Articles | Volume 18, issue 8
Biogeosciences, 18, 2573–2590, 2021
https://doi.org/10.5194/bg-18-2573-2021
Biogeosciences, 18, 2573–2590, 2021
https://doi.org/10.5194/bg-18-2573-2021

Research article 22 Apr 2021

Research article | 22 Apr 2021

Decoupling salinity and carbonate chemistry: low calcium ion concentration rather than salinity limits calcification in Baltic Sea mussels

Trystan Sanders et al.

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AC: Author comment | RC: Referee comment | SC: Short comment | EC: Editor comment
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AR: Author's response | RR: Referee report | ED: Editor decision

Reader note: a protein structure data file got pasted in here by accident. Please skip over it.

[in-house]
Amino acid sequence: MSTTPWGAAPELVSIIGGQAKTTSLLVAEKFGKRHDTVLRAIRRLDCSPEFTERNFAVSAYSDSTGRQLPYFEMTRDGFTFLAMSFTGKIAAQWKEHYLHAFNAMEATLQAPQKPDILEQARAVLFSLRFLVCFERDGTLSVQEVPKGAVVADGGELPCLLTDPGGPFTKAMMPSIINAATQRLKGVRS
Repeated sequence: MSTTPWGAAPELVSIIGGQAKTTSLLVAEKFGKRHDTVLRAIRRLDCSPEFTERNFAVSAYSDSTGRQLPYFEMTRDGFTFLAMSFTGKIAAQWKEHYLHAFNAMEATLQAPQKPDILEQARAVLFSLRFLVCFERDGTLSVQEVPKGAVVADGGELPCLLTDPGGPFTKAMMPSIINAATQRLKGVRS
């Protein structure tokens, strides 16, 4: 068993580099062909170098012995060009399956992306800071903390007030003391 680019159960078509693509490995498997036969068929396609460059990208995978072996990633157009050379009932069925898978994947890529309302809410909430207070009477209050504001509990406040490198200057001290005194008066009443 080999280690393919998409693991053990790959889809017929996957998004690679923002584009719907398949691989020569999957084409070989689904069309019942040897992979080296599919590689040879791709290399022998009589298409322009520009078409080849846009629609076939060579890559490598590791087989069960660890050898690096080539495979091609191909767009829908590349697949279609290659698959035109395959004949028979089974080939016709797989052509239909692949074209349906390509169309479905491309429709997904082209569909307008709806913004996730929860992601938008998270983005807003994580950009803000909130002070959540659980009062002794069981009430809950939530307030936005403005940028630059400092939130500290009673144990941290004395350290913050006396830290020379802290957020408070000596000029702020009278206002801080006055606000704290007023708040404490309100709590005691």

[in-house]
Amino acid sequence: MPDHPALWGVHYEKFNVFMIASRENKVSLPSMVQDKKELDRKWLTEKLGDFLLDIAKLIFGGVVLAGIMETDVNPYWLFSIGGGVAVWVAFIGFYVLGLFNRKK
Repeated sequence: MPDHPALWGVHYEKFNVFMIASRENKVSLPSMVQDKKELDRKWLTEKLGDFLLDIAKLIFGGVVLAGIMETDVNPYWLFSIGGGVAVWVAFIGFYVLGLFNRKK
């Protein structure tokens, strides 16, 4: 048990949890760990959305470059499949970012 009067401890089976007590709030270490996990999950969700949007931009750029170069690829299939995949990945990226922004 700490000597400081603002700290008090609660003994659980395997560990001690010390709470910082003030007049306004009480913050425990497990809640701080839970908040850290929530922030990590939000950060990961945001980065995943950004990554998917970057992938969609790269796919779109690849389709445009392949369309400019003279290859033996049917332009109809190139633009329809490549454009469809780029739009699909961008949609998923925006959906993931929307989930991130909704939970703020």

ED: Reconsider after major revisions (10 Feb 2021) by Jean-Pierre Gattuso
AR by Trystan Sanders on behalf of the Authors (17 Mar 2021)  Author's response    Manuscript
ED: Referee Nomination & Report Request started (18 Mar 2021) by Jean-Pierre Gattuso
RR by Laura Ramajo (26 Mar 2021)
ED: Publish as is (26 Mar 2021) by Jean-Pierre Gattuso
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Short summary
The Baltic Sea is expected to experience a rapid drop in salinity and increases in acidity and warming in the next century. Calcifying mussels dominate Baltic Sea seafloor ecosystems yet are sensitive to changes in seawater chemistry. We combine laboratory experiments and a field study and show that a lack of calcium causes extremely slow growth rates in mussels at low salinities. Subsequently, climate change in the Baltic may have drastic ramifications for Baltic seafloor ecosystems.
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